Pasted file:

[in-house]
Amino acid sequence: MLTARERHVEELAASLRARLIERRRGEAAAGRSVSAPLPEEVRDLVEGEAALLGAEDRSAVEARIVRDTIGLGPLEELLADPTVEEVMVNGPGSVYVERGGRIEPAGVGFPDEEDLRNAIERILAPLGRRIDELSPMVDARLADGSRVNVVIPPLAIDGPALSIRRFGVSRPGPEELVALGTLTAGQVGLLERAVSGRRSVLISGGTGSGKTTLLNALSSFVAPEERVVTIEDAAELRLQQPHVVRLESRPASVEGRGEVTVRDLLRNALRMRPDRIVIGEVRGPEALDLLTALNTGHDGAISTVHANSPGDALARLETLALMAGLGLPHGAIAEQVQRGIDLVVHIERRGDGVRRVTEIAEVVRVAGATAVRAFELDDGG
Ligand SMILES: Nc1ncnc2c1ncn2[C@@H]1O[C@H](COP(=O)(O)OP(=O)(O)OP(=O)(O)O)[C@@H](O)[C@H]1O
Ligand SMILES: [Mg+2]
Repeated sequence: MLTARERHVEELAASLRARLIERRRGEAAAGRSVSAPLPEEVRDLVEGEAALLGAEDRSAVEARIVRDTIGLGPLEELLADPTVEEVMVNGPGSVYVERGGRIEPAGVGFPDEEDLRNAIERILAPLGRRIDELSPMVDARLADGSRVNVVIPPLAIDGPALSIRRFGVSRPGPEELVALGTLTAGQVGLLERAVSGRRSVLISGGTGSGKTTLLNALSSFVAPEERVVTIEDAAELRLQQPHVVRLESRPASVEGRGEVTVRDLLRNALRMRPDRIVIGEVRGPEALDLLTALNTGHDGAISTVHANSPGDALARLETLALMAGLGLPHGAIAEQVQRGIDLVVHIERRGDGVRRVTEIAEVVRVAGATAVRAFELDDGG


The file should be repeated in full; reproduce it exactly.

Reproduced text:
[in-house]
Amino acid sequence: MLTARERHVEELAASLRARLIERRRGEAAAGRSVSAPLPEEVRDLVEGEAALLGAEDRSAVEARIVRDTIGLGPLEELLADPTVEEVMVNGPGSVYVERGGRIEPAGVGFPDEEDLRNAIERILAPLGRRIDELSPMVDARLADGSRVNVVIPPLAIDGPALSIRRFGVSRPGPEELVALGTLTAGQVGLLERAVSGRRSVLISGGTGSGKTTLLNALSSFVAPEERVVTIEDAAELRLQQPHVVRLESRPASVEGRGEVTVRDLLRNALRMRPDRIVIGEVRGPEALDLLTALNTGHDGAISTVHANSPGDALARLETLALMAGLGLPHGAIAEQVQRGIDLVVHIERRGDGVRRVTEIAEVVRVAGATAVRAFELDDGG
Ligand SMILES: Nc1ncnc2c1ncn2[C@@H]1O[C@H](COP(=O)(O)OP(=O)(O)OP(=O)(O)O)[C@@H](O)[C@H]1O
Ligand SMILES: [Mg+2]
Repeated sequence: MLTARERHVEELAASLRARLIERRRGEAAAGRSVSAPLPEEVRDLVEGEAALLGAEDRSAVEARIVRDTIGLGPLEELLADPTVEEVMVNGPGSVYVERGGRIEPAGVGFPDEEDLRNAIERILAPLGRRIDELSPMVDARLADGSRVNVVIPPLAIDGPALSIRRFGVSRPGPEELVALGTLTAGQVGLLERAVSGRRSVLISGGTGSGKTTLLNALSSFVAPEERVVTIEDAAELRLQQPHVVRLESRPASVEGRGEVTVRDLLRNALRMRPDRIVIGEVRGPEALDLLTALNTGHDGAISTVHANSPGDALARLETLALMAGLGLPHGAIAEQVQRGIDLVVHIERRGDGVRRVTEIAEVVRVAGATAVRAFELDDGG